To end then, I would like with an unfeignedly grateful heart to thank all of you who supported us in any way—by nod-and-wink, by cheering-on, by hint-dropping, by buying my sweetheart’s splendid books, by wining and dining us, but just dropping by our blogs.  Thank you all.  My final and most important request is that you pray for us—please help us give thanks to Him who wrought all this joy-making work, and ask that we may be the husband and wife He would have us be.

Now I really will sign off, for I think I must, ahem, have something in my eye…

This entry, a very welcome relief for you all from my McRules series of presumptuous, unsolicited advice-proffering, is really just a place-holder, “tiding” you over until I get the chance to post properly later today.  In the meantime, you could do worse than pop over to dear Seraphic’s blog—say, here?  Judge my current state of mind from there!

Well, having acquitted myself of hostly and chivalric duties by forbearing to post more detailed news of my recent personal epiphany until the the lady in question had herself had a chance to do so, I have some wee beans to spill.

In the very week of my reception into the household of the Faith (Laus Deo), my household (i.e., me) has been blessed with the presence of a certain Canadian lady blogger.  Dear Seraphic Single, my e-dealings with whom over the last months many of you will have witnessed, has been the ideal houseguest –  even to the supererogatory point of consenting to be associated with me in a somewhat more personal way than mutual blogging usually entails.  I shall make myself more clear (and a grateful nation gives thanks).  Seraphic S and I are, as she has charmingly explained to her parents, “walking out together” (and a grateful nation gives thanks).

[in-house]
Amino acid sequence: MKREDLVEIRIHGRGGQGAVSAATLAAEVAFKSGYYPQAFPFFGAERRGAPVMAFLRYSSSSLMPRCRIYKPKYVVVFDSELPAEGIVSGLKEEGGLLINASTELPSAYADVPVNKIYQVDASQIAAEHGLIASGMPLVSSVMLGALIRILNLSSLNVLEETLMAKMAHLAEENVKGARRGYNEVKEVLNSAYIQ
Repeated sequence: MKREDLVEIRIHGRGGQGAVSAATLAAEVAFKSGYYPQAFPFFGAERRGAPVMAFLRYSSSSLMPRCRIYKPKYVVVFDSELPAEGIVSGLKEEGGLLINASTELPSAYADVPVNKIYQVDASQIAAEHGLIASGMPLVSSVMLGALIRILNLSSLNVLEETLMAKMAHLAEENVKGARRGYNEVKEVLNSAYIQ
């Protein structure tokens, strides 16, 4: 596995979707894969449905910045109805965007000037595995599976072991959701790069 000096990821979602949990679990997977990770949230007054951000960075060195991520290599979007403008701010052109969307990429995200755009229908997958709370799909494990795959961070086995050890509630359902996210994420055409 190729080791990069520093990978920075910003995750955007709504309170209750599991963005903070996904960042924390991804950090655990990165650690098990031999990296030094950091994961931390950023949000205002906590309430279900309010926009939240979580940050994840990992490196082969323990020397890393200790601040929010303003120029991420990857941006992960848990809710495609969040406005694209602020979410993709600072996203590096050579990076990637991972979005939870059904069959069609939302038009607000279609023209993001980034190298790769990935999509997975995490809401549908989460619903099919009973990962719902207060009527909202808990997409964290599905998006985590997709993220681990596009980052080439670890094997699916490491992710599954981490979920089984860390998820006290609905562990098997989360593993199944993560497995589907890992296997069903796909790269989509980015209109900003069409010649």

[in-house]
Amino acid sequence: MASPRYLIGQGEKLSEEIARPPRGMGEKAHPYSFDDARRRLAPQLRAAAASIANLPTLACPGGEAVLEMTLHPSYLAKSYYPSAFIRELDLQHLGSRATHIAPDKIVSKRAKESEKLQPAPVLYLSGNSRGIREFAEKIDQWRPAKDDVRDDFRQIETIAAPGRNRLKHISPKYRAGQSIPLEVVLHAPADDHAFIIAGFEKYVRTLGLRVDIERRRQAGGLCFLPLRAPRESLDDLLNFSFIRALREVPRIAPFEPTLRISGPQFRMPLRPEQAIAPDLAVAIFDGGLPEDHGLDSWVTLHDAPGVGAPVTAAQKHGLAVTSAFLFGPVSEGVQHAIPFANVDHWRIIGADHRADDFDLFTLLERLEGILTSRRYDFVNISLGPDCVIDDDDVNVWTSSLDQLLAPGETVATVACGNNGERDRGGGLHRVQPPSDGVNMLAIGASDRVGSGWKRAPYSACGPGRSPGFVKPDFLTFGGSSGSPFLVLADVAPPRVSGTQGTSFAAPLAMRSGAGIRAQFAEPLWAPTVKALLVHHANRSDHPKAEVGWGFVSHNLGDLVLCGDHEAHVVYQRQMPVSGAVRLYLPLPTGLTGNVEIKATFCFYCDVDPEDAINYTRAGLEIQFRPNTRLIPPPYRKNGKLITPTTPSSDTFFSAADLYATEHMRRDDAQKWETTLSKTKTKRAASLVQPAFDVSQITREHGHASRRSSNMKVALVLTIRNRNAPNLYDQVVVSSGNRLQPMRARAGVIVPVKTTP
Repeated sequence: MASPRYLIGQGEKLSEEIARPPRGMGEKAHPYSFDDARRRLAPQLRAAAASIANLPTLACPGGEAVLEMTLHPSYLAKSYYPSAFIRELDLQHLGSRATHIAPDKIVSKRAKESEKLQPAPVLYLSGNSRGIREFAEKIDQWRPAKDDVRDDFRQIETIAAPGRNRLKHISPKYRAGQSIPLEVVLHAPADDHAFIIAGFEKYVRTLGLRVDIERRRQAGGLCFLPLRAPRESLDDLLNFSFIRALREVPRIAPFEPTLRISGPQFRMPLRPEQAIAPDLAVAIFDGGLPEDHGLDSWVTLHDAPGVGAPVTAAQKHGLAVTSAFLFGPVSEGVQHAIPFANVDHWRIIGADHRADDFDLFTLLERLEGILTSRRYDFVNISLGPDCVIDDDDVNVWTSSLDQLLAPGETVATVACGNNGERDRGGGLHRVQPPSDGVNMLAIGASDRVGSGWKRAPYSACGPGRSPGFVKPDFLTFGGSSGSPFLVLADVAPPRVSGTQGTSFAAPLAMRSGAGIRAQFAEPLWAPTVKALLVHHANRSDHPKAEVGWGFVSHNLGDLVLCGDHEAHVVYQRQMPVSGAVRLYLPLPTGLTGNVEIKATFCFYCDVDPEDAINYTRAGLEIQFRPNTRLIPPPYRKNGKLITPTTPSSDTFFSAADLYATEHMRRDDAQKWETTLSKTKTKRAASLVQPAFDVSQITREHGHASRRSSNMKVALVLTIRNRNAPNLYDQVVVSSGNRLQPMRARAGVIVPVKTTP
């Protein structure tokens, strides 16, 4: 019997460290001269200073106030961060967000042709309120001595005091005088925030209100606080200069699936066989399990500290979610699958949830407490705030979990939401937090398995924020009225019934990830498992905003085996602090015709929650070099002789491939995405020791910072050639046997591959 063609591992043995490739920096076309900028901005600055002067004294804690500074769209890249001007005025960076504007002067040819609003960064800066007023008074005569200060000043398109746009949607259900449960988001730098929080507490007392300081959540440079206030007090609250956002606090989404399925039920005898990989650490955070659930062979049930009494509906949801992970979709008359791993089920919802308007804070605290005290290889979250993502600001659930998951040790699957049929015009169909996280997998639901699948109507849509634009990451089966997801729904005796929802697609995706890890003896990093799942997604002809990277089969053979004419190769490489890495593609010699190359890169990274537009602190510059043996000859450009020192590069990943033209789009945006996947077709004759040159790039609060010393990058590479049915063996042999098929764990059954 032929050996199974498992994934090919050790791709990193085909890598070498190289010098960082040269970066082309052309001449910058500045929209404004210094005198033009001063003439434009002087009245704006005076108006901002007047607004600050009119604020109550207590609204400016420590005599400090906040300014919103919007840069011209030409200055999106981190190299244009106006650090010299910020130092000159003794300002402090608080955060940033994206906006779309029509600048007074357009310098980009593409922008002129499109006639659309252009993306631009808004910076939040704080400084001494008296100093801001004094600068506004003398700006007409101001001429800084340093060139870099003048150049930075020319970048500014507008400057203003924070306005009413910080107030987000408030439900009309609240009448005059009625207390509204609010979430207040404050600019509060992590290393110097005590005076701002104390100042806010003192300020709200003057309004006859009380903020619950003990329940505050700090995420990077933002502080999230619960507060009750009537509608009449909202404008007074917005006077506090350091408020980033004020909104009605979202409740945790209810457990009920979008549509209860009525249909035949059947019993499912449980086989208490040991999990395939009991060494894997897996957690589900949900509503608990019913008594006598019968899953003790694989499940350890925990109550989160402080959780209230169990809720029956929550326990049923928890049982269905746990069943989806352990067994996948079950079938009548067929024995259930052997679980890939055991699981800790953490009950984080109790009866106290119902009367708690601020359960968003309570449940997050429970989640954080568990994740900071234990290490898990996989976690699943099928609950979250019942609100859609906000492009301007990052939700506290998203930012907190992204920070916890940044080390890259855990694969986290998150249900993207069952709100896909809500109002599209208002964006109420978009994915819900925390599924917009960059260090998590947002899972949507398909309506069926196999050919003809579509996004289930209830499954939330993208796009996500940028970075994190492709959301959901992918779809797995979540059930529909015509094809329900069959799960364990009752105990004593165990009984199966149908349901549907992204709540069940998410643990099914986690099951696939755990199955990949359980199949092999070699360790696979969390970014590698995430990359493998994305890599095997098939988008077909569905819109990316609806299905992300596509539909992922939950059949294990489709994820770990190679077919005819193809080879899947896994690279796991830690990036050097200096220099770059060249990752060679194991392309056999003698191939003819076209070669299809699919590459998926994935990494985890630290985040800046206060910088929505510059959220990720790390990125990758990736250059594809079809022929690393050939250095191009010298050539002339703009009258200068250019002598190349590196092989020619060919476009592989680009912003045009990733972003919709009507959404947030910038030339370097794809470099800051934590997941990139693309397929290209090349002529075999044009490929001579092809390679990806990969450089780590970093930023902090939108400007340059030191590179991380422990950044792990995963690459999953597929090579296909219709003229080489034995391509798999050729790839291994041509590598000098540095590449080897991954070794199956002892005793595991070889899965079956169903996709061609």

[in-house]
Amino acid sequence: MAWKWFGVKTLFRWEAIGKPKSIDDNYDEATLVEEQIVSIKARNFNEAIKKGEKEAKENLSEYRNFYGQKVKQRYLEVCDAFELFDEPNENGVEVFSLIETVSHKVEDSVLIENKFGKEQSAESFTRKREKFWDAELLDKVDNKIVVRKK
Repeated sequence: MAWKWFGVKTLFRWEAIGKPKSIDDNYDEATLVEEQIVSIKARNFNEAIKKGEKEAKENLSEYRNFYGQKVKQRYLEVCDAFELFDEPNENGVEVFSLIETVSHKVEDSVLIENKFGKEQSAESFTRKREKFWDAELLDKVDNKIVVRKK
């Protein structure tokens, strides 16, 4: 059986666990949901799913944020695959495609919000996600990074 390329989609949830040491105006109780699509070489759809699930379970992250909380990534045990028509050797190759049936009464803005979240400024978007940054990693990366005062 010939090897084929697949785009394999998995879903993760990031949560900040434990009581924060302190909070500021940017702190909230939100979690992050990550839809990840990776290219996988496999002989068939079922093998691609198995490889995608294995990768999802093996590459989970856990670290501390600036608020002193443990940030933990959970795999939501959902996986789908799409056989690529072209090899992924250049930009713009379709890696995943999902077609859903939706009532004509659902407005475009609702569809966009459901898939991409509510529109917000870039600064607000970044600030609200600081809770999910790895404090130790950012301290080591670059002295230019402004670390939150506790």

I am naturally in a state of giddy delight about all this, but will spare you all the gushy, emo-bloggery.  What I will say is that this has been quite the most wonderfully odd fortnight of my entire puff.  Moreover, the good lady herself wishes me to mention to all who have recently been scouring the muddy dregs of the e-tmosphere for photies of me that the those currently available do not, in her fond estimation, quite do me justice.  That is to say, none of them are worthy of the brush of Hans Holbein, whose more attractive subjects she endearingly insists I resemble.  Honest.

This tribute to her (as this, albeit cack-handedly, is intended to be) must be wrapped up now (and a grateful nation gives thanks), for I can scarcely string together two consecutive words without grinning and giggling .  God bless the gorgeous wee beastie though, eh?

Well, if anyone had told me that my first week of proper Catholicism was going to be as eventful and bewildering and stupendously marvellous, I think I might have converted earlier – or possibly later…  I think the former.

The phrase “totally unexpected, perhaps inevitable” has been clanking around in my hollow nut for days now.  A warning, dear sadly-neglected readers: inviting a lovely Catholic blogpal to stay for a few weeks and to witness one’s reception into the Unam Sanctam is certainly a glorious idea – but maybe in more ways that one initially envisions.  Caution, delight and a healthy sense of self-preservation prevent my saying too much more.  But I will add just this.  The past week has been spectacularly revelatory – as it was bound to be, of course.  “Surprised by joy” doesn’t cover the half of it.